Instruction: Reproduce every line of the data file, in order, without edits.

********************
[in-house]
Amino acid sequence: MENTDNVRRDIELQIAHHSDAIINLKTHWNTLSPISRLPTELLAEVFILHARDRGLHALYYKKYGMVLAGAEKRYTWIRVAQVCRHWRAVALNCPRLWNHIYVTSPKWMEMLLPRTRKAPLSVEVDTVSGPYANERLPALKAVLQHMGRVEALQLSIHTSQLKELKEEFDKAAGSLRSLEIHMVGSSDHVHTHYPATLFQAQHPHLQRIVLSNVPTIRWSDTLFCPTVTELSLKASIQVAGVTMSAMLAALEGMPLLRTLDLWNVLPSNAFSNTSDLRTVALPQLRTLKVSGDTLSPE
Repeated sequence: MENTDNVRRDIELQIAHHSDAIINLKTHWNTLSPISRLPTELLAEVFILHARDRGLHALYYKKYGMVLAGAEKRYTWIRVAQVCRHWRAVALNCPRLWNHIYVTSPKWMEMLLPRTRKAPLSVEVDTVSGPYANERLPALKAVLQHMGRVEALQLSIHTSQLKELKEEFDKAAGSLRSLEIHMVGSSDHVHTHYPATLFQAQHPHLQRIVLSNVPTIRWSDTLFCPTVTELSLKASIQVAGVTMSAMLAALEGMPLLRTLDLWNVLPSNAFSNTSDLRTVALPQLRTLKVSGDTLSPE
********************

[in-house]
Amino acid sequence: MENTDNVRRDIELQIAHHSDAIINLKTHWNTLSPISRLPTELLAEVFILHARDRGLHALYYKKYGMVLAGAEKRYTWIRVAQVCRHWRAVALNCPRLWNHIYVTSPKWMEMLLPRTRKAPLSVEVDTVSGPYANERLPALKAVLQHMGRVEALQLSIHTSQLKELKEEFDKAAGSLRSLEIHMVGSSDHVHTHYPATLFQAQHPHLQRIVLSNVPTIRWSDTLFCPTVTELSLKASIQVAGVTMSAMLAALEGMPLLRTLDLWNVLPSNAFSNTSDLRTVALPQLRTLKVSGDTLSPE
Repeated sequence: MENTDNVRRDIELQIAHHSDAIINLKTHWNTLSPISRLPTELLAEVFILHARDRGLHALYYKKYGMVLAGAEKRYTWIRVAQVCRHWRAVALNCPRLWNHIYVTSPKWMEMLLPRTRKAPLSVEVDTVSGPYANERLPALKAVLQHMGRVEALQLSIHTSQLKELKEEFDKAAGSLRSLEIHMVGSSDHVHTHYPATLFQAQHPHLQRIVLSNVPTIRWSDTLFCPTVTELSLKASIQVAGVTMSAMLAALEGMPLLRTLDLWNVLPSNAFSNTSDLRTVALPQLRTLKVSGDTLSPE